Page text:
Sky vs Virgin. Virgin vs Sky. Like dogs vs cats or rice vs noodles, it’s a rivalry that’s been playing out for millennia.
We’ve tested both and are now ready to give you our verdict.
Sky Q vs Virgin TV V6: Recording
Sky Q’s highest-spec set-top box comes with a generous 2TB of storage, sufficient for about 350 hours of HD recordings or over 1000 hours of standard definition content.
Right now you can record five programmes while watching a sixth, but a forthcoming update will increase those figures to six and seven respectively.
The Virgin V6 has ‘only’ 1TB of space (enough for 500 hours of SD recordings or 100 hours of HD recordings), but each additional box you buy adds another 1TB to your overall pool of storage, and anything you record can be watched on any of the boxes around your home.
The V6 also goes full kitchen sink on the tuners front, allowing users to record six channels while watching another. And if you have another box then you’ll get another six tuners (or three if you’re using an older TiVo box for your second room).
In short, both boxes are impressive on this front, albeit tinged with more than a whiff of overkill. After all, can you really picture a situation in which you’ll need all those tuners?
Still, if recording lots of things at once is a big deal for you, Virgin is the slightly better option right now.
Winner: Virgin TV V6
Sky Q vs Virgin TV V6: Multi-room viewing
One of Sky Q’s big selling points is its Fluid Viewing feature, whereby a programme you’re watching can be made to ‘follow’ you around your house: start watching an episode of Westworld in the living room, go to bed and pick up where you left off on another TV connected to a Wi-Fi-equipped Mini box (of which you can have up to four), then finish off on your phone’s screen the next morning.
In practice it works well - we’ve not experienced any glitches in our months using it, and the fact that the Mini boxes can be connected via Wi-Fi means it’s easy to place them anywhere in the house.
Virgin’s V6 also supports multi-room viewing, and in a similar seamless fashion to Fluid Viewing - although Virgin has not seen fit to give it a similarly sexy name. Shame.
Sadly there’s no equivalent of the Mini box here – you’ll have to use another Virgin TiVo or V6 box, and that could end up costing you quite a bit of extra wedge. The fact that the boxes need to be connected via Ethernet also restricts your ability to move them around the house.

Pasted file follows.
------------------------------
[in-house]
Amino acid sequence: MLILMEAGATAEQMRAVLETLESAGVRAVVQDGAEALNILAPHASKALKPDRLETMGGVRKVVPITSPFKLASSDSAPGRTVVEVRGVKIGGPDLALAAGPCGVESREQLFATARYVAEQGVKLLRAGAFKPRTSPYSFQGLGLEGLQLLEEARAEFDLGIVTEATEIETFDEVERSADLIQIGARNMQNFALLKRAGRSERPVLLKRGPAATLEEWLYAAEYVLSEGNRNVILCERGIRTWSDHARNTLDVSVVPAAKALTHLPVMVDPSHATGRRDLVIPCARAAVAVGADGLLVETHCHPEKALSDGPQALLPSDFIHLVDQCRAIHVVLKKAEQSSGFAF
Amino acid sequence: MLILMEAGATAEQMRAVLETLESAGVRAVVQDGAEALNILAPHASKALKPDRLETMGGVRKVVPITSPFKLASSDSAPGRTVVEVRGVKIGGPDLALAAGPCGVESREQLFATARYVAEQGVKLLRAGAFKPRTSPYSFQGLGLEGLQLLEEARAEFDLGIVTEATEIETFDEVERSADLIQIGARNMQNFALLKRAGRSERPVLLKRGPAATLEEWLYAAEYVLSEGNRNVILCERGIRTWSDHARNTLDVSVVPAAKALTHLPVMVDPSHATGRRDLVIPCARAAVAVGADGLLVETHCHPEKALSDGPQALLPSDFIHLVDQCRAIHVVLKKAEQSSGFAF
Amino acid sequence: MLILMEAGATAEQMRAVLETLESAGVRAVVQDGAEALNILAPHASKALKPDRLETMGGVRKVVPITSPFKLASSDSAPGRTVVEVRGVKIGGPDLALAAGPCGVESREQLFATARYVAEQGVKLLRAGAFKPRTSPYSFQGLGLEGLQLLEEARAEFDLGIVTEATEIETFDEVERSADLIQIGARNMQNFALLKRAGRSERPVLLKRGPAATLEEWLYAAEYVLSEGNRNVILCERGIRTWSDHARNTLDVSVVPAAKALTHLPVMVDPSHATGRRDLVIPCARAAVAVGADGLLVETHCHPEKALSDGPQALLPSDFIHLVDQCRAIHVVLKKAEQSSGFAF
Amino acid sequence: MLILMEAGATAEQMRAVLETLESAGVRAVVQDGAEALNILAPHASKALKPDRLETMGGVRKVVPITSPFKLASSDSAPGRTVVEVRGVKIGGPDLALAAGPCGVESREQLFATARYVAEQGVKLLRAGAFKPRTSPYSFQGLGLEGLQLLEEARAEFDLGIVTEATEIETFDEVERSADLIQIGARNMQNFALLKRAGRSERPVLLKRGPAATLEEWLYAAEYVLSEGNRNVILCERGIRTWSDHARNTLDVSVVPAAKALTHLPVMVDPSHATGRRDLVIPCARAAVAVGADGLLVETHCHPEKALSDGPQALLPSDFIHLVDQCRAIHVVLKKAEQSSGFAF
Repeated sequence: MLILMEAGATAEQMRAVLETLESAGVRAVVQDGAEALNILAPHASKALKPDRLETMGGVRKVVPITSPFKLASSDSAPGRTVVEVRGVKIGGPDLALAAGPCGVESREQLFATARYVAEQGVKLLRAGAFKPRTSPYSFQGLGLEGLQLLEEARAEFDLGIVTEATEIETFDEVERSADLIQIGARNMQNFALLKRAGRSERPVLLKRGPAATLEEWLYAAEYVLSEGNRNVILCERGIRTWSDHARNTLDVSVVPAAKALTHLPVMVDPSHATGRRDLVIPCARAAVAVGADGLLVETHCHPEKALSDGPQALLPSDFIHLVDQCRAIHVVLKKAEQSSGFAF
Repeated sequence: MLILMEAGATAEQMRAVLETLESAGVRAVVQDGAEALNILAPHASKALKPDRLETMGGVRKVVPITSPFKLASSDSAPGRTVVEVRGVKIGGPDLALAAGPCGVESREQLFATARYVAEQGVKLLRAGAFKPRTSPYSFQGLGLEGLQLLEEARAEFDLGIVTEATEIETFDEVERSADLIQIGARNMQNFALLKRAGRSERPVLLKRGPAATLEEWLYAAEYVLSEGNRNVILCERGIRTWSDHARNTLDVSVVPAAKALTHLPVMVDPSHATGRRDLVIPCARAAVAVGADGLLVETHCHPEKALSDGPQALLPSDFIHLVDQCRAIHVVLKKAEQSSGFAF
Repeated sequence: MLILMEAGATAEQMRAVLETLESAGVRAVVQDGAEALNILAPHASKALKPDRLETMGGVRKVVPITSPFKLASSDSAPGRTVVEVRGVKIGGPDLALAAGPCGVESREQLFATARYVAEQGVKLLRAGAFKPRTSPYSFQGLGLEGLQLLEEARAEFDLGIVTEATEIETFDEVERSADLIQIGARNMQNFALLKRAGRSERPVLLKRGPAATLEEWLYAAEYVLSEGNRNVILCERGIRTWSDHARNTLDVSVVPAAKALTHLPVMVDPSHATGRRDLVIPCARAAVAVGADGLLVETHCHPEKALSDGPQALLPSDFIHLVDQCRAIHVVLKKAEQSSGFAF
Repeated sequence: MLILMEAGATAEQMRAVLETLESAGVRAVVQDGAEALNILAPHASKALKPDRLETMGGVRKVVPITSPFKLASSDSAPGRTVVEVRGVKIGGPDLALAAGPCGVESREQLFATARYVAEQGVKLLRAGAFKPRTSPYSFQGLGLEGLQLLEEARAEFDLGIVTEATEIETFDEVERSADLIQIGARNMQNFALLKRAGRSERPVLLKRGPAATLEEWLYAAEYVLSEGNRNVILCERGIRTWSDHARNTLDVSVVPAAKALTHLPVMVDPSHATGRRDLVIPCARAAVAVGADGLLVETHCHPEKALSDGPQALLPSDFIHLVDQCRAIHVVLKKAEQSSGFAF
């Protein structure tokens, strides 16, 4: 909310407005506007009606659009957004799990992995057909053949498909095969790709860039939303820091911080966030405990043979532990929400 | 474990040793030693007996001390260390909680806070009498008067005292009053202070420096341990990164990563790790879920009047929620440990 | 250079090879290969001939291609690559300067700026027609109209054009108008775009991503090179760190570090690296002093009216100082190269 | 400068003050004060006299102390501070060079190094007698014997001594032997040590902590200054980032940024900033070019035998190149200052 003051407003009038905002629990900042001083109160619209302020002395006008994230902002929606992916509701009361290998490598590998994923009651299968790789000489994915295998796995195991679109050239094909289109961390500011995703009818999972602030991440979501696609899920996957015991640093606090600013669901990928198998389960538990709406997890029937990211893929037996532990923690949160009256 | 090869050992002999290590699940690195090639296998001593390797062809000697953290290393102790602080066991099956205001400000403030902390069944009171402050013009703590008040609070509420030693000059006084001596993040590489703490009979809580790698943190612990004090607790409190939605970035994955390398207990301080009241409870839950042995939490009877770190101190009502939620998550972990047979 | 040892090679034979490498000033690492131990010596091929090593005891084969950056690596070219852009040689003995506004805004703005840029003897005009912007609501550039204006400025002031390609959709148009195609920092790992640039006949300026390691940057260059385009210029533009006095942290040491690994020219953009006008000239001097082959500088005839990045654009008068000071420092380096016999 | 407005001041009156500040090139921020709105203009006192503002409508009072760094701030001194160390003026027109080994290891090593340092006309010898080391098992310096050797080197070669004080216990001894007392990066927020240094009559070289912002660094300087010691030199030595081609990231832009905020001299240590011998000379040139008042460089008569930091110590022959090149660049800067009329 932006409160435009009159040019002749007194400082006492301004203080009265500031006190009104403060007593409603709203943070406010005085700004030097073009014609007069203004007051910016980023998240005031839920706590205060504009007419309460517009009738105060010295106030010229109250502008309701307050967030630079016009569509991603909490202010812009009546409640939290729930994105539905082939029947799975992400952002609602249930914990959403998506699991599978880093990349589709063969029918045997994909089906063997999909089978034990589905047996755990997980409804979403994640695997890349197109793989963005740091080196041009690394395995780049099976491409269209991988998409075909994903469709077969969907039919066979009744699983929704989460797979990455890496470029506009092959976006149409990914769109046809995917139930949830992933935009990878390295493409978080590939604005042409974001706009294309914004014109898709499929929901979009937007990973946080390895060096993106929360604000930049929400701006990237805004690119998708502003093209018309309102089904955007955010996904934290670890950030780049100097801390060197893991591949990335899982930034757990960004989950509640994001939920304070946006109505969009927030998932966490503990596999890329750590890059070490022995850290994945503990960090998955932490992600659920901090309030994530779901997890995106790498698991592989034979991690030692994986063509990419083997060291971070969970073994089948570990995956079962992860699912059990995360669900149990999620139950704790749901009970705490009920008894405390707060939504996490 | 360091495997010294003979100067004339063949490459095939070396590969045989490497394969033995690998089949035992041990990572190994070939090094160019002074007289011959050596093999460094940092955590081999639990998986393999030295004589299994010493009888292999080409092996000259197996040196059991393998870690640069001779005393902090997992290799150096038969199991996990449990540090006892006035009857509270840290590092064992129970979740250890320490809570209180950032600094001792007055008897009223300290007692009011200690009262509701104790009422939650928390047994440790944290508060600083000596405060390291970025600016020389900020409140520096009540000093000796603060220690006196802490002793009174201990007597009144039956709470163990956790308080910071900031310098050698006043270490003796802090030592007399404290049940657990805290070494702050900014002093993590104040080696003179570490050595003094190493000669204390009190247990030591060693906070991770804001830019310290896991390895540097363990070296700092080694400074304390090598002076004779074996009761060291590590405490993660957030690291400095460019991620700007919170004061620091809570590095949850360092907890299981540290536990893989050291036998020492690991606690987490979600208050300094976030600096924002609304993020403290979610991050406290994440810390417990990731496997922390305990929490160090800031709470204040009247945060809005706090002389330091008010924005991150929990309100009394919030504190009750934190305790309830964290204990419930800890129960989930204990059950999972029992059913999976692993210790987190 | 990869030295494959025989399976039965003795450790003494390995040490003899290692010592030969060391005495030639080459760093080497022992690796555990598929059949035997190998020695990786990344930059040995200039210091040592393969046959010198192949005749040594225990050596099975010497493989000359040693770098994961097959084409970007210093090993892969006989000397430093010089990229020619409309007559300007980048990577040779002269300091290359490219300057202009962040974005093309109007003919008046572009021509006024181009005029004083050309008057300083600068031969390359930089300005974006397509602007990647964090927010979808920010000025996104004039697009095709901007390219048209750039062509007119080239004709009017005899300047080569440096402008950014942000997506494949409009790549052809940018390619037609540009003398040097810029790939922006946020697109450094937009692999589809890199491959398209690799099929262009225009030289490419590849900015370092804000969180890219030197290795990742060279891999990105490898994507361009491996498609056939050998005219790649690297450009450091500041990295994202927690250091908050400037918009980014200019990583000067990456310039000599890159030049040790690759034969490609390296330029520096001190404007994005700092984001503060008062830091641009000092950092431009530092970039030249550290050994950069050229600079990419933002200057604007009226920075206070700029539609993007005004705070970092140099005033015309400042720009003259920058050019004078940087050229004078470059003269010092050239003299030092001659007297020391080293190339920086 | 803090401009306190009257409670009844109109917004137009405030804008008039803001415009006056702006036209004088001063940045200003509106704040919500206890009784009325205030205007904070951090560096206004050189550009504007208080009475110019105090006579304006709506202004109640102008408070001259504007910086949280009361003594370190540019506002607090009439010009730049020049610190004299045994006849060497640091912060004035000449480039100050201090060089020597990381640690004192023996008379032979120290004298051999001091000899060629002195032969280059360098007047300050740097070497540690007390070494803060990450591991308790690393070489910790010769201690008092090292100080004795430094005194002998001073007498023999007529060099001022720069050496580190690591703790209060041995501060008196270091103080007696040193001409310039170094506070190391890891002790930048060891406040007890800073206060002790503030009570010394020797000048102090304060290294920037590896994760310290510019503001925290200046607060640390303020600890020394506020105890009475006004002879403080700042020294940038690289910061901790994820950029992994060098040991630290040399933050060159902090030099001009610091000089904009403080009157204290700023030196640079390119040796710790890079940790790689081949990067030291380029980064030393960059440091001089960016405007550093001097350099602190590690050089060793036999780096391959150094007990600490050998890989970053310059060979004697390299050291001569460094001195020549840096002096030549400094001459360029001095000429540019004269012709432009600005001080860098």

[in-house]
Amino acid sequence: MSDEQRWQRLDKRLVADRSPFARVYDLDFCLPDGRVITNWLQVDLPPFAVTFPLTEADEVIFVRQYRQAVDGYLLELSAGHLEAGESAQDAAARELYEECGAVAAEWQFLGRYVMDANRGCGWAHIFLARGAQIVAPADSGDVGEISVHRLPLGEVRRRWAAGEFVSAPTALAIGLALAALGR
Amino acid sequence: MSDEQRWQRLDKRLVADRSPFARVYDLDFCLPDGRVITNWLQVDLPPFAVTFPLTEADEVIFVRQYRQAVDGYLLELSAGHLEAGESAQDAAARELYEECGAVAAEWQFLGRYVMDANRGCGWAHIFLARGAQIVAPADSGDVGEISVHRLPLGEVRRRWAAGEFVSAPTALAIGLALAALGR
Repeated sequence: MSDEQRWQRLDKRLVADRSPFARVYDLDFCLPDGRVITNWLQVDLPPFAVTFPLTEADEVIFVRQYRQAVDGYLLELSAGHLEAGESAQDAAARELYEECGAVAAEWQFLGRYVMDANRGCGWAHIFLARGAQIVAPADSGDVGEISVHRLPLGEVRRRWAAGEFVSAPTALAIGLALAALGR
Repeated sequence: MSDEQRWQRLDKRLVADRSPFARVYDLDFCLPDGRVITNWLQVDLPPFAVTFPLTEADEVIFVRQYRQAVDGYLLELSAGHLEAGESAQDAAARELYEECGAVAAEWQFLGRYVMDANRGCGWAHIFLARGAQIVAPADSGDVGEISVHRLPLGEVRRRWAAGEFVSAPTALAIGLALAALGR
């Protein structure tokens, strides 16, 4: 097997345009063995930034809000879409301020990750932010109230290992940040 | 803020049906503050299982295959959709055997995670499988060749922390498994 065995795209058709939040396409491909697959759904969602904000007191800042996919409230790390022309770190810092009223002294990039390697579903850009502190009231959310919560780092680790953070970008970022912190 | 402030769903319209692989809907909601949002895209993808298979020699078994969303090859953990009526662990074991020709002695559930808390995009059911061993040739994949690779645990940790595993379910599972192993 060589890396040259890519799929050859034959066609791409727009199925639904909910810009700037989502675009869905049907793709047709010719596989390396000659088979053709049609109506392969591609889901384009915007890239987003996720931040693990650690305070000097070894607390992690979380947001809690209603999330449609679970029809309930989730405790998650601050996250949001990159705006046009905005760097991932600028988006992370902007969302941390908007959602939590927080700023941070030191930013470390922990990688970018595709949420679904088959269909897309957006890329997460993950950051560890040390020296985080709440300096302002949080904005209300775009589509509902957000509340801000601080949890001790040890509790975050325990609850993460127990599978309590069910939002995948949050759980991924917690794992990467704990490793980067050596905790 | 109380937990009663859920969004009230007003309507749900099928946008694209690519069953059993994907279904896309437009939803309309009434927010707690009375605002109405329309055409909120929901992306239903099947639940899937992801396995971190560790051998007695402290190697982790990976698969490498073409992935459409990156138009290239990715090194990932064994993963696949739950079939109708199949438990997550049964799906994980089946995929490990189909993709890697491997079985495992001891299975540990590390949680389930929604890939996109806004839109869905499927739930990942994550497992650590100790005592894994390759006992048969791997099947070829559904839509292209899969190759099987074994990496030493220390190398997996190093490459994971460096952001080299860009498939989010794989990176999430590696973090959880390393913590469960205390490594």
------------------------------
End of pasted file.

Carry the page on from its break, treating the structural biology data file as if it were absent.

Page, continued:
On the plus side, using two full-fledged boxes does give you those extra tuners and recording space and as with Sky Q, you can also watch on your smartphone and tablet. You can even add more boxes if you choose to, giving you yet more storage space and tuners.
Overall this one’s pretty even. Both approaches have their good and bad points, so we’re calling it a draw.
Sky Q vs Virgin TV V6: 4K and HDR
Sky is comfortably the best current source of 4K content in the UK.
Anyone subscribing to the Sport and Cinema channels in HD also gets the 4K version at no extra cost, giving you the likes of The Martian, Spectre and, er, Arsenal vs Hull City in all their ultra-high-def glory.
You also get plenty of TV shows - among them Fortitude and Ross Kemp Extreme World (come on, you love it). Plus, you can buy around 30 more films via the Sky Store.
Virgin isn’t so well stocked. In fact it’s more like a branch of Currys after a city-wide riot.
While you can subscribe to Sky Sports and Cinema through Virgin, and to BT Sport too, you won’t get access to the UHD versions. There’s no on-demand 4K content available on Virgin’s platform either, not even among the paid-for movies, and when asked about it Virgin would only say it will “continue to increase our 4K offering as the demand from our customers grows”.
What you do get via the V6 is access to Netflix, which is not something Sky offers. Netflix has loads of UHD content, and given that its own Originals are among the best shows currently being made in the world, that’s a big deal; we’ll take Santa Clarita Diet or House Of Cards over Ross Kemp Extreme World any day. However, most 4K TVs will already include a built-in Netflix app, or you can stream it from your phone to a Chromecast Ultra, so this isn’t in itself a reason to buy the V6.
Despite what you might have read elsewhere, both boxes are also physically capable of outputting HDR. However both are awaiting updates to make this a reality, with Virgin saying it’s coming soon, and Sky that it’s working on it.
Winner: Sky Q
Sky Q vs Virgin TV V6: TV and on-demand